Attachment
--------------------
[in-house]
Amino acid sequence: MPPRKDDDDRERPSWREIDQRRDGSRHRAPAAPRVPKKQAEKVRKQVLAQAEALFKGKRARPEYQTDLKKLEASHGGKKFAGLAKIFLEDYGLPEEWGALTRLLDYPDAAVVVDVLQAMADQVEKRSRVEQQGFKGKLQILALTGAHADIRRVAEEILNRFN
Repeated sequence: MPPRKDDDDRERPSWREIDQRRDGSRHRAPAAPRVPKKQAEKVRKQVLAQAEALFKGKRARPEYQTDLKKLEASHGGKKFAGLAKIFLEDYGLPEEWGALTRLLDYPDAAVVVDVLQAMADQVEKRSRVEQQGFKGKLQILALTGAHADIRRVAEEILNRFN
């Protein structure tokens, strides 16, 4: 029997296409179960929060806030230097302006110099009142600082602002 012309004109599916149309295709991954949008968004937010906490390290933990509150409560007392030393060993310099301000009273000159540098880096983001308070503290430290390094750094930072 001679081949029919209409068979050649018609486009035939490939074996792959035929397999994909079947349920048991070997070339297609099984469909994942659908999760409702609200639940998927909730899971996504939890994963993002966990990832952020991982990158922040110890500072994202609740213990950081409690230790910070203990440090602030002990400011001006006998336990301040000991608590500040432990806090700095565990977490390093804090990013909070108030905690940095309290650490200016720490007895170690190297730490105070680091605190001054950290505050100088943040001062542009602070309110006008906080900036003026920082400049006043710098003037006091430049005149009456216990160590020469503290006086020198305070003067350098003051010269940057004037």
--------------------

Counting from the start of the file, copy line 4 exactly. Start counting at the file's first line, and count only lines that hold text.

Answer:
């Protein structure tokens, strides 16, 4: 029997296409179960929060806030230097302006110099009142600082602002 012309004109599916149309295709991954949008968004937010906490390290933990509150409560007392030393060993310099301000009273000159540098880096983001308070503290430290390094750094930072 001679081949029919209409068979050649018609486009035939490939074996792959035929397999994909079947349920048991070997070339297609099984469909994942659908999760409702609200639940998927909730899971996504939890994963993002966990990832952020991982990158922040110890500072994202609740213990950081409690230790910070203990440090602030002990400011001006006998336990301040000991608590500040432990806090700095565990977490390093804090990013909070108030905690940095309290650490200016720490007895170690190297730490105070680091605190001054950290505050100088943040001062542009602070309110006008906080900036003026920082400049006043710098003037006091430049005149009456216990160590020469503290006086020198305070003067350098003051010269940057004037």